This week’s Feathers on Friday is a female Western Tanager, part of a twenty-five strong flock found in South Canmore. Migration is truly upon us!
A surprisingly low number of people came out for the third Canmore Spring Bird Walk, with only seven participants compared to 25 last time. The seven, however were treated to a bird not reported in Banff county for over fourty years, and only three times before that – a first spring Bullock’s Oriole! We started as usual at 7:30, but one end of the Boardwalk was closed, so we walked around to behind the Raman bar to see the back of the creek. There we picked up some Yellow Warblers, a Northern Flicker and European Starlings at nests, and Wilson’s Snipe winnowing.
We then worked our way around to the area where there stands a telephone pole, poorly disguised as a tree. My Dad had just mentioned that we rarely, if ever see birds in this “tree,” when I spotted a bird in it. Training my binoculars upon it, I was slightly to slow to catch it, as it flew across the field. We relocated it, however, and it proved to be a Bullock’s Oriole. Keeping us at a distance, it winged it’s way across the tracks and perched in a faraway tree. My photo proves the bird, but not much more than that!
High water levels had pushed a Sora into view, but it still did a magnificent job of not being seen properly. Soras can pick their way through the marsh without moving a single blade of grass more than a millimeter. We also saw small numbers of Lincoln’s and Song Sparrows, and heard Policeman’s Creek’s first ever Willow Flycatcher.
Also, a quick update on the Boardwalk – the eBird hotspot now has 125 species, of which I have seen almost 120. Thanks for coming out last Sunday, and I hope you’ll all be here for the final walk of this spring, on June 18th at 7:30. We’ll still meet at the Big Head. Let me know if you think I should run some walks this fall in the comments, or by emailing me at email@example.com. See you next time!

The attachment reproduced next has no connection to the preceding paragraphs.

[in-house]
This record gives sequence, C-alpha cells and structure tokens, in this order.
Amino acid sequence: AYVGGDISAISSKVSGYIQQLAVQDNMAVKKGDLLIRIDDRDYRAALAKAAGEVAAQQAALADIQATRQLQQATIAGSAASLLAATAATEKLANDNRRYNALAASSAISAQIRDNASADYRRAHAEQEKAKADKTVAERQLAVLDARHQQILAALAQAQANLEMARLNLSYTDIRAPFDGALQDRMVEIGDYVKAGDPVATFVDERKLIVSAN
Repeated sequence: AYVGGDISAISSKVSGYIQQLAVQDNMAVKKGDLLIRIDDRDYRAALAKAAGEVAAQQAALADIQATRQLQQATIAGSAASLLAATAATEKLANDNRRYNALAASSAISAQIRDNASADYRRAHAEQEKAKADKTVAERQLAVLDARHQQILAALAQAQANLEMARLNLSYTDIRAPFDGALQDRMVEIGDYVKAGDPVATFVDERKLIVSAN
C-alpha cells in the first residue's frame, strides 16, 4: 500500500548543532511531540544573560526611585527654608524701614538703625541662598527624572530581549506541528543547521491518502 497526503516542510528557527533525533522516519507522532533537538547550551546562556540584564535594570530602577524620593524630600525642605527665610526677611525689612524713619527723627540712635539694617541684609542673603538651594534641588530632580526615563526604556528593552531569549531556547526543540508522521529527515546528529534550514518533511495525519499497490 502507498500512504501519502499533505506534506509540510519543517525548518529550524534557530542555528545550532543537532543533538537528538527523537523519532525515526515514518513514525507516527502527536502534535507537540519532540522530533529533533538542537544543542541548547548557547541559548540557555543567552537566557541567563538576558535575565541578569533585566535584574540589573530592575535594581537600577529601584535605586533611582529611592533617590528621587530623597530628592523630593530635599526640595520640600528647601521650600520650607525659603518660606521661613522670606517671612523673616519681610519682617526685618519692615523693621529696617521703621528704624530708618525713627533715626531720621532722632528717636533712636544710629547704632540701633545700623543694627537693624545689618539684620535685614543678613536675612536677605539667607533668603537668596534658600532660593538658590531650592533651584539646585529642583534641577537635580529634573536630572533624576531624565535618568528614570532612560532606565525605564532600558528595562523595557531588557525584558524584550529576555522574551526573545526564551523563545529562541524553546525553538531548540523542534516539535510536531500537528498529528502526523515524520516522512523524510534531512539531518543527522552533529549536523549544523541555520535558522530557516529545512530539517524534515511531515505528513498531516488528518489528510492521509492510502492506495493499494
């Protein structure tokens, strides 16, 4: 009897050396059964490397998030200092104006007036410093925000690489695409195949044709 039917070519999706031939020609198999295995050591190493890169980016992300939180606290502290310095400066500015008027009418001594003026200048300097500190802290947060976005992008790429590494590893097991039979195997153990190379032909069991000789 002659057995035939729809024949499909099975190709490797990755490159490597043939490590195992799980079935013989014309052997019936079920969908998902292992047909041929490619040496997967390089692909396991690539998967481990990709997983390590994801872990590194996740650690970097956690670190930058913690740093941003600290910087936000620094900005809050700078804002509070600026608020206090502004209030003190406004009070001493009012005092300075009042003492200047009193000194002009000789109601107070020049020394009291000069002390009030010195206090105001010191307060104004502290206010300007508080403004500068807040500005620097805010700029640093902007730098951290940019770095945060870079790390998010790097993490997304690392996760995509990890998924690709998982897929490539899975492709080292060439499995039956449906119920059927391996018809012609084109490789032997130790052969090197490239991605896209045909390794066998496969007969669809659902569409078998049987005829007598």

A few photos for this Feathers on Friday. Sharp-tailed Grouse from the lek! They were very tolerant of the blind, coming within ten feet of us, so though the day was overcast, I managed to extract some nice photos. The males would hold their wings out, turn in a circle and stamp their feet very quickly while popping their purple air sacs.
I’d seen Sharp-tailed Grouse once before, but that was distant, and of course, the males weren’t displaying, so this was quite an experiance. We had to be settled in the blind an hour beforee sunrise, which meant a 3:30 start from our hotel (it would have been 1:00 AM from home).
The females were in short supply, and were constantly being chased around by hopeful males.
All in all, a brilliant way to spend Mothers Day!
It may or may not be news to you, but for the past while, Canada has been searching for a national bird. Starting with forty contestants, then narrowing down to 5, it has been an intense period of voting on exactly which species to choose.
The decision to have a national bird is (another) way of celebrating Canada’s 150th anniversary, which is fast approaching. In the end, the five finalists were voted on by the public, but the winner was decided by a committee with members from the Royal Canadian Geographic Society.
At the end of the voting period, the Common Loon had the most votes, followed by the Snowy Owl, and then the Grey Jay. The other two contestants were the Canada Goose, and the Black-capped Chickadee.
Unfortunately for the owl, loon and chickadee, they had all been claimed already as provincial birds. The Snowy Owl in Quebec, the Common Loon in Ontario, and the Black-capped Chickadee in New Brunswick. This, according to the deciding committee, ruled them out.
That left the Canada Goose and the Grey Jay. The Jay has a lot going for it in that battle.